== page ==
As a (future interdisciplinary) artist, one develops a specific practice; a practice that is specific to one’s individual work, consisting of research, methodology, style, materials, social relations, performances, presentations, expressions and so on. These practices are not isolated from our surroundings, but they are situated in a certain context. Therefore, as artists, we are social beings whose knowledge and skills depends on the way in which we engage with our environments. Hence, our work, processes, thoughts, sensitivities and ideas should not be considered as isolated, but as highly situated. Therefore, we can benefit from becoming aware of our specific way of engaging with the world. This training works with the assumption that the way in which we move through, relate to and attune ourselves to our environment depends on the way in which we use our body. When performing our (artistic) practices, we always use our bodies (in certain ways and in others not). Hence, in order to sensitize and attune ourselves to our practice’s needs, we train our body awareness.
In these sessions we will work with Body Awareness in several ways.
1. Practical (movement and sensitivity) classes that teach and train the students’ body awareness
2. Explorations of how what is learned in these classes can be articulated, documented or expressed
3. An individual research in which each students explores and reflects on the role of their own body in their work as a (future) artist and the body techniques that can help to develop these practices further.
During the sessions we will explore our body as an “instrument”. Each student, each artist, each researcher is, has and does a unique instrument with which they sense, attune to and relate to the world. Our bodies are our means through which we gather and process information, move through our environments and produce work. In short: not only is our body always there with us; it is the very medium we do our work with. Therefore, we will work on becoming aware of our instrument, learning about its specificities, how we attune it to and how it is affected by our surroundings. We work on “calibrating” our instrument to the practices we perform, the spaces we move through and the contexts we work in.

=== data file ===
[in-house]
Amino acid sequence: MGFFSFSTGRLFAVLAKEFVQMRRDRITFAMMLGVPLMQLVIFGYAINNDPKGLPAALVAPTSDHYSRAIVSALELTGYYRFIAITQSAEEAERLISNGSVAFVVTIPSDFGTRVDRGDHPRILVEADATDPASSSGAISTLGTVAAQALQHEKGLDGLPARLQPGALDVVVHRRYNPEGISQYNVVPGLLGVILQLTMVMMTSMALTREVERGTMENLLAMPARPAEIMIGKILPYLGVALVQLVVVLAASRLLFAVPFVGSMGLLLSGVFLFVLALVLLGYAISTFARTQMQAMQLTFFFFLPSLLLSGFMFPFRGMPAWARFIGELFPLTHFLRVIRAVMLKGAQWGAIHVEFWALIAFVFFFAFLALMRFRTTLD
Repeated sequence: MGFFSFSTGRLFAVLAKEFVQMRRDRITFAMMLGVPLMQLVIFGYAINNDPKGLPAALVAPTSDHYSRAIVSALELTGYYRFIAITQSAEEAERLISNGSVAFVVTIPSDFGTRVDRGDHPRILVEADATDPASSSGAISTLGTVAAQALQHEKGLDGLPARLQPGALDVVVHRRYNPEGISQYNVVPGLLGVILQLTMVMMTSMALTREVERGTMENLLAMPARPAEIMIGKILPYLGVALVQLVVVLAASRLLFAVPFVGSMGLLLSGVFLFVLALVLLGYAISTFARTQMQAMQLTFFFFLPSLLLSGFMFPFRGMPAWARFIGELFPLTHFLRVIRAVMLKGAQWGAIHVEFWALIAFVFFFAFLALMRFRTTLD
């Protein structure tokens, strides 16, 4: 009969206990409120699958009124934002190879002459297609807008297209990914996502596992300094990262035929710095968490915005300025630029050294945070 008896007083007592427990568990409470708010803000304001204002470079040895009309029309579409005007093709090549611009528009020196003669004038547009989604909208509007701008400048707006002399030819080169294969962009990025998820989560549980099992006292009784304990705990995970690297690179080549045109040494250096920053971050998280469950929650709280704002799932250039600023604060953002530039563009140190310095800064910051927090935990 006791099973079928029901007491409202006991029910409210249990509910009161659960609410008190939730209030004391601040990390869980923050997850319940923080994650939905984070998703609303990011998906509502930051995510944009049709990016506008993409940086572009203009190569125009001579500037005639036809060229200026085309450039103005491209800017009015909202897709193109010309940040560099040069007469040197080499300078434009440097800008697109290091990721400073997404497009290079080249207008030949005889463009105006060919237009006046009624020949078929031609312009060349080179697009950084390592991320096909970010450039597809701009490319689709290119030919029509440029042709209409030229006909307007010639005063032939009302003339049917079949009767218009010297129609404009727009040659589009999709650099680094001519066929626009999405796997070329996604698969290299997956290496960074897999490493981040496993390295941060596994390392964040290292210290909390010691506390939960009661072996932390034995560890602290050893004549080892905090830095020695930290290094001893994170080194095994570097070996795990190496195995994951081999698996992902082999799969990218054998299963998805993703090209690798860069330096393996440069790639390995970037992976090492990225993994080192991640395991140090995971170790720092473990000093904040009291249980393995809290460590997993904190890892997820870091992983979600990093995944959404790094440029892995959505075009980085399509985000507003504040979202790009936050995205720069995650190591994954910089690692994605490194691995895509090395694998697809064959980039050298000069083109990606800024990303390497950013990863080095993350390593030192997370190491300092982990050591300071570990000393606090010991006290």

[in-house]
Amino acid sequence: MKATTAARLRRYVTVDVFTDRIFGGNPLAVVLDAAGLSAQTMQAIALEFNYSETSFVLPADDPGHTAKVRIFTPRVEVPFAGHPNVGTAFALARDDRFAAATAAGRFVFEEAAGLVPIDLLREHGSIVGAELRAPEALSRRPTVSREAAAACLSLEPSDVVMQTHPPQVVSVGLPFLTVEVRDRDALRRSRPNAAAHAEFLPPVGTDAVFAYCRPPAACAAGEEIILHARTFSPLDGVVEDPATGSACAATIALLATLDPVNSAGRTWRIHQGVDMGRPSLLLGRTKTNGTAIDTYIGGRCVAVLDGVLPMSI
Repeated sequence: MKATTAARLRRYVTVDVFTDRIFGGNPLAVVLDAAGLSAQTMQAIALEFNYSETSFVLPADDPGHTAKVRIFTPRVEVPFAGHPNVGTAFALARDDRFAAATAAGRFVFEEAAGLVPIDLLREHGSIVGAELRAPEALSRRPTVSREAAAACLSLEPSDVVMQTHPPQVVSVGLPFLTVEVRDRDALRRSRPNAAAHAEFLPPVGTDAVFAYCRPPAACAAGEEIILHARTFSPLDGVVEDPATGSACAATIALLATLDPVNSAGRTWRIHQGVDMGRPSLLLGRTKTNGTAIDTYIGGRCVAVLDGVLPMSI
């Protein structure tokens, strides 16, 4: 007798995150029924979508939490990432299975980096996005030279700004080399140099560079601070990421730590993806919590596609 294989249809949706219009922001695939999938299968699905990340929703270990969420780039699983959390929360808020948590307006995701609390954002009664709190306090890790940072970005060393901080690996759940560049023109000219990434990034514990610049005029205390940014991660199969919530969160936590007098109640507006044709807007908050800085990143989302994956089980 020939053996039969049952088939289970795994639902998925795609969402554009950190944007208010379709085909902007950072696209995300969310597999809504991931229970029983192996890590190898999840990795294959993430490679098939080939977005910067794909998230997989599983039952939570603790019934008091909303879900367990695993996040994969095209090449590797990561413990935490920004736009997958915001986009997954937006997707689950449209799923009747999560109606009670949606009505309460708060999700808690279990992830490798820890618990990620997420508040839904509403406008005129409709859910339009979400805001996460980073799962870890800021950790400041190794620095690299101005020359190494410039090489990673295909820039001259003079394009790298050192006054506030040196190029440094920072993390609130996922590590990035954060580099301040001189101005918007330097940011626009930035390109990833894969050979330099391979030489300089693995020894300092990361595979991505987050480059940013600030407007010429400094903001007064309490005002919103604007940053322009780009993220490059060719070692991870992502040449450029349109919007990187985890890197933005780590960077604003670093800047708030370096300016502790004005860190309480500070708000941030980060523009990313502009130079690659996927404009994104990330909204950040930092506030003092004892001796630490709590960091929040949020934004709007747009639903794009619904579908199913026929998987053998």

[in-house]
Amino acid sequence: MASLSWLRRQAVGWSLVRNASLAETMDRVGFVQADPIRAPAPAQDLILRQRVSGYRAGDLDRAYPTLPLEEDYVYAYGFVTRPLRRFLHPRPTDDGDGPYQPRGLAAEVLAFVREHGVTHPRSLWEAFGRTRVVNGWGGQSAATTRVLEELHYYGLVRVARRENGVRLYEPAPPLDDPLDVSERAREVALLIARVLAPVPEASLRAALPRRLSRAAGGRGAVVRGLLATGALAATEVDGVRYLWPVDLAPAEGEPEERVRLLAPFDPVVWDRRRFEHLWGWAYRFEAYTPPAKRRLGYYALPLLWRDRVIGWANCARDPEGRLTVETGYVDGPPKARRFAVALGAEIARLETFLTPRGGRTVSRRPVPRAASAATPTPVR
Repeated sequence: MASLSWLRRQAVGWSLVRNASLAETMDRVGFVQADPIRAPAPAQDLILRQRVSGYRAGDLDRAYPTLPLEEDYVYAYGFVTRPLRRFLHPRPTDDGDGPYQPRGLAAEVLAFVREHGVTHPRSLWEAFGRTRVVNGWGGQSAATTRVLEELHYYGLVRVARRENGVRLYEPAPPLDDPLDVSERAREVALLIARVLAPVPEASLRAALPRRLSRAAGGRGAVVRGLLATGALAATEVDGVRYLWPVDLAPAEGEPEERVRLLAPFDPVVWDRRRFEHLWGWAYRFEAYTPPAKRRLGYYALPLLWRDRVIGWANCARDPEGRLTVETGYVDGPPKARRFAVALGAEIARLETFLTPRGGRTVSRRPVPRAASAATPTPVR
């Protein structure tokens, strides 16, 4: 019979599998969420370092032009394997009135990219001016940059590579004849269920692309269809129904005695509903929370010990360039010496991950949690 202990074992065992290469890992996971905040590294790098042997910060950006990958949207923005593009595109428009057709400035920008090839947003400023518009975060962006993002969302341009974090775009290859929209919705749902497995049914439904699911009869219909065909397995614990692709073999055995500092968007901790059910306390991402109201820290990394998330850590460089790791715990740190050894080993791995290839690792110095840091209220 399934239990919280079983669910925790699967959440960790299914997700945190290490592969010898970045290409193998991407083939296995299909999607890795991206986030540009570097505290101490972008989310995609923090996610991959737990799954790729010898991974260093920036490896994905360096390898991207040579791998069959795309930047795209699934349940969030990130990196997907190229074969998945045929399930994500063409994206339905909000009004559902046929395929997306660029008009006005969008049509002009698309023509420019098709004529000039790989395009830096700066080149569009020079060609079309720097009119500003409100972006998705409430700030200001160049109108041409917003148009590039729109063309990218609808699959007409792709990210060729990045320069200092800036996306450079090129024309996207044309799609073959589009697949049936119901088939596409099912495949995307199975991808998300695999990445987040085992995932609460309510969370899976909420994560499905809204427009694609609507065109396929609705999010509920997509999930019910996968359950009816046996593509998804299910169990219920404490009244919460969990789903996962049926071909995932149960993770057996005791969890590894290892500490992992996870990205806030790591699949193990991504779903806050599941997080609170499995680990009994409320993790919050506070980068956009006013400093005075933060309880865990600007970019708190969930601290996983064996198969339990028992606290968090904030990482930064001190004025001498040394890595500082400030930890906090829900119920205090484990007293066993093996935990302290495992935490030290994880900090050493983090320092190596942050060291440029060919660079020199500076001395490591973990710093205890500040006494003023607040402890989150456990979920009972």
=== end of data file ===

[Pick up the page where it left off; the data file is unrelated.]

Because these sessions combine bodywork with documentation and reflection, students develop both intuitive and sensitive as well as analytical and reflective skills.
We will be dealing with questions such as:
- What role do our bodies play in our work (e.g. as (future) artists)?
- What role do other bodies play in our work?
- How do we situate or position ourselves/our bodies in a certain environment?
- How do we attune our bodies to other bodies or specific situations or contexts?
- What are ways to attend to our surroundings and how do we (distribute our) focus?
- How do we receive, gather and process information?
- How do our bodies react to certain situations?
- How do we relate to others?
- How do we connect?
- In what ways are we sensitive?
- In what ways are we intuitive?
- How do our instruments work and what exactly do they do?
- What kind of instrument does our work or a specific context ask for and how can we calibrate our bodies in a way that they become such an instrument?
- How can we attune our work and our bodies in a functional as well as healthy way?
We become aware of and learn about:
- personal patterns and styles of using our body
- positioning and situating
- attention and focus
- reacting and acting
- improvising and intuition
- connecting and relating
- sensitizing and attuning
Sessions consist of exercises and techniques from different methods such as:
- physical theatre/dance
- action theatre
- somatic movement
- body-mind coaching
- Laban Movement Analyses
- Feldenkrais, Ideokinesis
Besides that, we work on reflecting and articulating body awareness, building on the idea that finding words or other (e.g. visual) means to articulate what we perceive with our senses, helps to become even more sensitive (think of a wine taster who, by learning words for what she senses, learns to taste even more nuanced tastes). We will therefore practice documentation and teaching each other. Furthermore, while working on registering, documenting, articulating and presenting what bodies do, we work on making embodied and tacit forms of knowledge explicit (in order to enable exchange with other “wine-tasters” and establish ourselves within a “wine-tasting community”).
We alternate practice-based classes with classes that focus on reflection, documentation, articulation.